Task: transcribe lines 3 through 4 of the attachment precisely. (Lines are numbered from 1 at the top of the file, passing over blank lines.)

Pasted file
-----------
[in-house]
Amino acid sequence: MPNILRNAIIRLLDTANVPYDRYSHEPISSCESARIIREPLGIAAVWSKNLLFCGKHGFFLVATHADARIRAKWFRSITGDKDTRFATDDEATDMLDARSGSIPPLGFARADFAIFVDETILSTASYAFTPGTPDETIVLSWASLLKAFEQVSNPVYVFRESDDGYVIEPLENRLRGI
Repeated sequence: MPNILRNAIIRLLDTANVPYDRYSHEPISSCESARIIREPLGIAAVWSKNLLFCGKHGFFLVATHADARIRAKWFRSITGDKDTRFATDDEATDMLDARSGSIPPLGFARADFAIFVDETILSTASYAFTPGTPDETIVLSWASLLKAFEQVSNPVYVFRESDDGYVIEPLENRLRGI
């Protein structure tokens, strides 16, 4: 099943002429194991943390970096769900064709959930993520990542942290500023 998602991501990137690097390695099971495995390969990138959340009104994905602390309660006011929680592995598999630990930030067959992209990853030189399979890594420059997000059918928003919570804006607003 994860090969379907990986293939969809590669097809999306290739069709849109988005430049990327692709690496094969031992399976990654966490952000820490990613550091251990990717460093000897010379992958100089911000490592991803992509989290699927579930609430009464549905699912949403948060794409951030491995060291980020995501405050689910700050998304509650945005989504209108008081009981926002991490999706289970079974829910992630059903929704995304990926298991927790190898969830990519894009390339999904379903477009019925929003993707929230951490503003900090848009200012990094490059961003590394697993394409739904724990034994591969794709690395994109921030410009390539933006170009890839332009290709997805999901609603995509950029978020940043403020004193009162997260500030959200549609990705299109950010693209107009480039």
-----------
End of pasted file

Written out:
Repeated sequence: MPNILRNAIIRLLDTANVPYDRYSHEPISSCESARIIREPLGIAAVWSKNLLFCGKHGFFLVATHADARIRAKWFRSITGDKDTRFATDDEATDMLDARSGSIPPLGFARADFAIFVDETILSTASYAFTPGTPDETIVLSWASLLKAFEQVSNPVYVFRESDDGYVIEPLENRLRGI
């Protein structure tokens, strides 16, 4: 099943002429194991943390970096769900064709959930993520990542942290500023 998602991501990137690097390695099971495995390969990138959340009104994905602390309660006011929680592995598999630990930030067959992209990853030189399979890594420059997000059918928003919570804006607003 994860090969379907990986293939969809590669097809999306290739069709849109988005430049990327692709690496094969031992399976990654966490952000820490990613550091251990990717460093000897010379992958100089911000490592991803992509989290699927579930609430009464549905699912949403948060794409951030491995060291980020995501405050689910700050998304509650945005989504209108008081009981926002991490999706289970079974829910992630059903929704995304990926298991927790190898969830990519894009390339999904379903477009019925929003993707929230951490503003900090848009200012990094490059961003590394697993394409739904724990034994591969794709690395994109921030410009390539933006170009890839332009290709997805999901609603995509950029978020940043403020004193009162997260500030959200549609990705299109950010693209107009480039």